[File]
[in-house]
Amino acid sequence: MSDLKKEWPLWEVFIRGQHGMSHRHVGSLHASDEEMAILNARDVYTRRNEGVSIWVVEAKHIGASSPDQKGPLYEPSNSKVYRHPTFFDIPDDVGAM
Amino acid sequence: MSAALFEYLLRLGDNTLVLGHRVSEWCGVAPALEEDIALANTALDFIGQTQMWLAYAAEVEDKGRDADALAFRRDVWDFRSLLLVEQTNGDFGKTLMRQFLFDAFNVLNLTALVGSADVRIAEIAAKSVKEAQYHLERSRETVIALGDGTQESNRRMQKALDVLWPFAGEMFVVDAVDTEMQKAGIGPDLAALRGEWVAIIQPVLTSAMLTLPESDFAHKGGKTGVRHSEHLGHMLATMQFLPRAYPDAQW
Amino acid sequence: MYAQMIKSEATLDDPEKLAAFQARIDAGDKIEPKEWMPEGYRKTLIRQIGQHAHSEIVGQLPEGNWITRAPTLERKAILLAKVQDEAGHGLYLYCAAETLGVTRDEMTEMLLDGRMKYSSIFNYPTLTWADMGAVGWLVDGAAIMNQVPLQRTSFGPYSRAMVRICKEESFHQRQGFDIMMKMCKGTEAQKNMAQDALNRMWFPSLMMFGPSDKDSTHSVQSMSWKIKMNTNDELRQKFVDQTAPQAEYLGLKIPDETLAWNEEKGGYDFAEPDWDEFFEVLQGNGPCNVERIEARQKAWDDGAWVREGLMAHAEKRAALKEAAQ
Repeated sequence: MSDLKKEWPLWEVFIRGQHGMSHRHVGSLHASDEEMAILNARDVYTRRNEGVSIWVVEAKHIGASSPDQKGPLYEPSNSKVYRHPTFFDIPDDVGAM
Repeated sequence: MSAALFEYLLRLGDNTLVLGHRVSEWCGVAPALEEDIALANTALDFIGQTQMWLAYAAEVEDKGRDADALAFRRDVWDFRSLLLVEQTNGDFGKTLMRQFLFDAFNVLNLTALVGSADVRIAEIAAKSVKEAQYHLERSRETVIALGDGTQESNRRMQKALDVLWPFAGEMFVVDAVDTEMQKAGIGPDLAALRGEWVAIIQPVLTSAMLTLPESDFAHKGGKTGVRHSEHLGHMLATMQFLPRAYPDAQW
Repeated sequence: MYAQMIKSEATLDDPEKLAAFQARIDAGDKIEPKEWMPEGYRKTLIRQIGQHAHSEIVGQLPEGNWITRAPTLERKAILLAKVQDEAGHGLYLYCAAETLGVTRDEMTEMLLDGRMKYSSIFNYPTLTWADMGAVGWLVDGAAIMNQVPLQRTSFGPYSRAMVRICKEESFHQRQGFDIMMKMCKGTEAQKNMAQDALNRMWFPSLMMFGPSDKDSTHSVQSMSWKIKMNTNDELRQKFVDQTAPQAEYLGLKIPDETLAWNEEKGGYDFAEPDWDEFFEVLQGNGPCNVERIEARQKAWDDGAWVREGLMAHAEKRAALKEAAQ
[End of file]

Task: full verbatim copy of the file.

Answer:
[in-house]
Amino acid sequence: MSDLKKEWPLWEVFIRGQHGMSHRHVGSLHASDEEMAILNARDVYTRRNEGVSIWVVEAKHIGASSPDQKGPLYEPSNSKVYRHPTFFDIPDDVGAM
Amino acid sequence: MSAALFEYLLRLGDNTLVLGHRVSEWCGVAPALEEDIALANTALDFIGQTQMWLAYAAEVEDKGRDADALAFRRDVWDFRSLLLVEQTNGDFGKTLMRQFLFDAFNVLNLTALVGSADVRIAEIAAKSVKEAQYHLERSRETVIALGDGTQESNRRMQKALDVLWPFAGEMFVVDAVDTEMQKAGIGPDLAALRGEWVAIIQPVLTSAMLTLPESDFAHKGGKTGVRHSEHLGHMLATMQFLPRAYPDAQW
Amino acid sequence: MYAQMIKSEATLDDPEKLAAFQARIDAGDKIEPKEWMPEGYRKTLIRQIGQHAHSEIVGQLPEGNWITRAPTLERKAILLAKVQDEAGHGLYLYCAAETLGVTRDEMTEMLLDGRMKYSSIFNYPTLTWADMGAVGWLVDGAAIMNQVPLQRTSFGPYSRAMVRICKEESFHQRQGFDIMMKMCKGTEAQKNMAQDALNRMWFPSLMMFGPSDKDSTHSVQSMSWKIKMNTNDELRQKFVDQTAPQAEYLGLKIPDETLAWNEEKGGYDFAEPDWDEFFEVLQGNGPCNVERIEARQKAWDDGAWVREGLMAHAEKRAALKEAAQ
Repeated sequence: MSDLKKEWPLWEVFIRGQHGMSHRHVGSLHASDEEMAILNARDVYTRRNEGVSIWVVEAKHIGASSPDQKGPLYEPSNSKVYRHPTFFDIPDDVGAM
Repeated sequence: MSAALFEYLLRLGDNTLVLGHRVSEWCGVAPALEEDIALANTALDFIGQTQMWLAYAAEVEDKGRDADALAFRRDVWDFRSLLLVEQTNGDFGKTLMRQFLFDAFNVLNLTALVGSADVRIAEIAAKSVKEAQYHLERSRETVIALGDGTQESNRRMQKALDVLWPFAGEMFVVDAVDTEMQKAGIGPDLAALRGEWVAIIQPVLTSAMLTLPESDFAHKGGKTGVRHSEHLGHMLATMQFLPRAYPDAQW
Repeated sequence: MYAQMIKSEATLDDPEKLAAFQARIDAGDKIEPKEWMPEGYRKTLIRQIGQHAHSEIVGQLPEGNWITRAPTLERKAILLAKVQDEAGHGLYLYCAAETLGVTRDEMTEMLLDGRMKYSSIFNYPTLTWADMGAVGWLVDGAAIMNQVPLQRTSFGPYSRAMVRICKEESFHQRQGFDIMMKMCKGTEAQKNMAQDALNRMWFPSLMMFGPSDKDSTHSVQSMSWKIKMNTNDELRQKFVDQTAPQAEYLGLKIPDETLAWNEEKGGYDFAEPDWDEFFEVLQGNGPCNVERIEARQKAWDDGAWVREGLMAHAEKRAALKEAAQ